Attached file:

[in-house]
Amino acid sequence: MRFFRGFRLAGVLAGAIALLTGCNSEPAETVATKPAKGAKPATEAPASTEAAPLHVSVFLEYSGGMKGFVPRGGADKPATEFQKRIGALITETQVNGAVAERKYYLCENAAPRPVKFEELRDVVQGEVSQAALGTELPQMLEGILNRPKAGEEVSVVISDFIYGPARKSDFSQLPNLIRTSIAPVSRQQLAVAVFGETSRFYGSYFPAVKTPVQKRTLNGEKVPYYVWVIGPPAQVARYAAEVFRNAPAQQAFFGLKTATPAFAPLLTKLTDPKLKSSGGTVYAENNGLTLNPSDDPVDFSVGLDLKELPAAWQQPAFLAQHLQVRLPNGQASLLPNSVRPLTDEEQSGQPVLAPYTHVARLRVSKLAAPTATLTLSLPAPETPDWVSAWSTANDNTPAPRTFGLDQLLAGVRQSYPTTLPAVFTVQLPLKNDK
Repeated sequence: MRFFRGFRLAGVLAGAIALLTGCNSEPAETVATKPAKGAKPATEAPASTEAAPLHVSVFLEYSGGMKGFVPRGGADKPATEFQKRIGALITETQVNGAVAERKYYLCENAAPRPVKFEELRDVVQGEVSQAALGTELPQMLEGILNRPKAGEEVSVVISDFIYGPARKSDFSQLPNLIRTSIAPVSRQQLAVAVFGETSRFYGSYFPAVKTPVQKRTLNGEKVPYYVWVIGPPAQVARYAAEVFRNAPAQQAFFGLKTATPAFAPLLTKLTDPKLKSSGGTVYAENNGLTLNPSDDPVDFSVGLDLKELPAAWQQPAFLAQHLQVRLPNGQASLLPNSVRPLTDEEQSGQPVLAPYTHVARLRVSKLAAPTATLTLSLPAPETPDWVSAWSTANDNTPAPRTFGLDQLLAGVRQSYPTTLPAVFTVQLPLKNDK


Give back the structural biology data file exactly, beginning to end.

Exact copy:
[in-house]
Amino acid sequence: MRFFRGFRLAGVLAGAIALLTGCNSEPAETVATKPAKGAKPATEAPASTEAAPLHVSVFLEYSGGMKGFVPRGGADKPATEFQKRIGALITETQVNGAVAERKYYLCENAAPRPVKFEELRDVVQGEVSQAALGTELPQMLEGILNRPKAGEEVSVVISDFIYGPARKSDFSQLPNLIRTSIAPVSRQQLAVAVFGETSRFYGSYFPAVKTPVQKRTLNGEKVPYYVWVIGPPAQVARYAAEVFRNAPAQQAFFGLKTATPAFAPLLTKLTDPKLKSSGGTVYAENNGLTLNPSDDPVDFSVGLDLKELPAAWQQPAFLAQHLQVRLPNGQASLLPNSVRPLTDEEQSGQPVLAPYTHVARLRVSKLAAPTATLTLSLPAPETPDWVSAWSTANDNTPAPRTFGLDQLLAGVRQSYPTTLPAVFTVQLPLKNDK
Repeated sequence: MRFFRGFRLAGVLAGAIALLTGCNSEPAETVATKPAKGAKPATEAPASTEAAPLHVSVFLEYSGGMKGFVPRGGADKPATEFQKRIGALITETQVNGAVAERKYYLCENAAPRPVKFEELRDVVQGEVSQAALGTELPQMLEGILNRPKAGEEVSVVISDFIYGPARKSDFSQLPNLIRTSIAPVSRQQLAVAVFGETSRFYGSYFPAVKTPVQKRTLNGEKVPYYVWVIGPPAQVARYAAEVFRNAPAQQAFFGLKTATPAFAPLLTKLTDPKLKSSGGTVYAENNGLTLNPSDDPVDFSVGLDLKELPAAWQQPAFLAQHLQVRLPNGQASLLPNSVRPLTDEEQSGQPVLAPYTHVARLRVSKLAAPTATLTLSLPAPETPDWVSAWSTANDNTPAPRTFGLDQLLAGVRQSYPTTLPAVFTVQLPLKNDK